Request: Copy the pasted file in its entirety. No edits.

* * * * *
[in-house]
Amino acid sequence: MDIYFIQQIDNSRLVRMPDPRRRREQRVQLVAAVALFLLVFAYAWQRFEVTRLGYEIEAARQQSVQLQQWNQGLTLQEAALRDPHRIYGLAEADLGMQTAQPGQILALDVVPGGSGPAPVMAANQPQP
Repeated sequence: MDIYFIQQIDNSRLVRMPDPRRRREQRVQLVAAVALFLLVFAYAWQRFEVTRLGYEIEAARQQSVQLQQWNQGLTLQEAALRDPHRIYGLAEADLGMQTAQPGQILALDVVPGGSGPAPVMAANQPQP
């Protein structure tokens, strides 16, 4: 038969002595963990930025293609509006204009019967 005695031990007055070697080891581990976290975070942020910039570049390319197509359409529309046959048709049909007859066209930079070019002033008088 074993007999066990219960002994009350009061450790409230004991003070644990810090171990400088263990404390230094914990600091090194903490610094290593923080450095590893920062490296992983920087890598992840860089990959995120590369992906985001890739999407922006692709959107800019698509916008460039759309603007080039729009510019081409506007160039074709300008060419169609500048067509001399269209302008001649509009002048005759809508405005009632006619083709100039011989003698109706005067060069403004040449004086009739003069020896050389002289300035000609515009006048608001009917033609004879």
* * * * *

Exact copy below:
[in-house]
Amino acid sequence: MDIYFIQQIDNSRLVRMPDPRRRREQRVQLVAAVALFLLVFAYAWQRFEVTRLGYEIEAARQQSVQLQQWNQGLTLQEAALRDPHRIYGLAEADLGMQTAQPGQILALDVVPGGSGPAPVMAANQPQP
Repeated sequence: MDIYFIQQIDNSRLVRMPDPRRRREQRVQLVAAVALFLLVFAYAWQRFEVTRLGYEIEAARQQSVQLQQWNQGLTLQEAALRDPHRIYGLAEADLGMQTAQPGQILALDVVPGGSGPAPVMAANQPQP
């Protein structure tokens, strides 16, 4: 038969002595963990930025293609509006204009019967 005695031990007055070697080891581990976290975070942020910039570049390319197509359409529309046959048709049909007859066209930079070019002033008088 074993007999066990219960002994009350009061450790409230004991003070644990810090171990400088263990404390230094914990600091090194903490610094290593923080450095590893920062490296992983920087890598992840860089990959995120590369992906985001890739999407922006692709959107800019698509916008460039759309603007080039729009510019081409506007160039074709300008060419169609500048067509001399269209302008001649509009002048005759809508405005009632006619083709100039011989003698109706005067060069403004040449004086009739003069020896050389002289300035000609515009006048608001009917033609004879």